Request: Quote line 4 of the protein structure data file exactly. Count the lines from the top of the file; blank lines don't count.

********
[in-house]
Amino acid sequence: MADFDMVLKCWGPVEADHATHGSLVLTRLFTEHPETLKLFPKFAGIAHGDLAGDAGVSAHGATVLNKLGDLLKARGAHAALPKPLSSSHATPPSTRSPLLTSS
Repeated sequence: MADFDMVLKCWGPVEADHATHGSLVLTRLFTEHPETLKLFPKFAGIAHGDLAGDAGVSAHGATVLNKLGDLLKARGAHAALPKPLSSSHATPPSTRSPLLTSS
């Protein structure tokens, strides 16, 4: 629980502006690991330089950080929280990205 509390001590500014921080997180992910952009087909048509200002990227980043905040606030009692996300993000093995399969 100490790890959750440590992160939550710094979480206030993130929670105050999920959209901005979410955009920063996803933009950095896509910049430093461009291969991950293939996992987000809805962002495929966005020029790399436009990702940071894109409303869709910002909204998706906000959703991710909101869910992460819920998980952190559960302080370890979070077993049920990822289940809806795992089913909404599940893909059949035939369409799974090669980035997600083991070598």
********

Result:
């Protein structure tokens, strides 16, 4: 629980502006690991330089950080929280990205 509390001590500014921080997180992910952009087909048509200002990227980043905040606030009692996300993000093995399969 100490790890959750440590992160939550710094979480206030993130929670105050999920959209901005979410955009920063996803933009950095896509910049430093461009291969991950293939996992987000809805962002495929966005020029790399436009990702940071894109409303869709910002909204998706906000959703991710909101869910992460819920998980952190559960302080370890979070077993049920990822289940809806795992089913909404599940893909059949035939369409799974090669980035997600083991070598």